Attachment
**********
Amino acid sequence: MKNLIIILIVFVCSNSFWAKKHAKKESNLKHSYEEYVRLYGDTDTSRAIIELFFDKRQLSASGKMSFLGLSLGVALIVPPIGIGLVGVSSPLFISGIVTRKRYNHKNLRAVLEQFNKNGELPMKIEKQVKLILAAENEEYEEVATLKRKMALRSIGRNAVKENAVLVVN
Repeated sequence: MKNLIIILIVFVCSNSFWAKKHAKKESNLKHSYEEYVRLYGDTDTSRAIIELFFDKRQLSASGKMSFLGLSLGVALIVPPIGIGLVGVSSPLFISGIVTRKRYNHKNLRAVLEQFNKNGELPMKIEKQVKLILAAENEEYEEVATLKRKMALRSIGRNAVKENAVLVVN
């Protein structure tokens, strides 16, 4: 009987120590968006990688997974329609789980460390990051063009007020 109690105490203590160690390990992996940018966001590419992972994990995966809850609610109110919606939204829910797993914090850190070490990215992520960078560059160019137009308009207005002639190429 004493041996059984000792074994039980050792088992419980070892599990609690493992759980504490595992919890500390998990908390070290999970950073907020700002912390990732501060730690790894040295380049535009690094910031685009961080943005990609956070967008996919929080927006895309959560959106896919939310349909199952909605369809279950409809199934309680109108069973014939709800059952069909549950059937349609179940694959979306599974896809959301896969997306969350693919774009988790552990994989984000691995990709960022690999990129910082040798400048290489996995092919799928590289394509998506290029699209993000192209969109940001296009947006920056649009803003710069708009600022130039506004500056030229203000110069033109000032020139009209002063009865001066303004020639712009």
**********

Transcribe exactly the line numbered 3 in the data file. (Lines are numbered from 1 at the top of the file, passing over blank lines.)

């Protein structure tokens, strides 16, 4: 009987120590968006990688997974329609789980460390990051063009007020 109690105490203590160690390990992996940018966001590419992972994990995966809850609610109110919606939204829910797993914090850190070490990215992520960078560059160019137009308009207005002639190429 004493041996059984000792074994039980050792088992419980070892599990609690493992759980504490595992919890500390998990908390070290999970950073907020700002912390990732501060730690790894040295380049535009690094910031685009961080943005990609956070967008996919929080927006895309959560959106896919939310349909199952909605369809279950409809199934309680109108069973014939709800059952069909549950059937349609179940694959979306599974896809959301896969997306969350693919774009988790552990994989984000691995990709960022690999990129910082040798400048290489996995092919799928590289394509998506290029699209993000192209969109940001296009947006920056649009803003710069708009600022130039506004500056030229203000110069033109000032020139009209002063009865001066303004020639712009």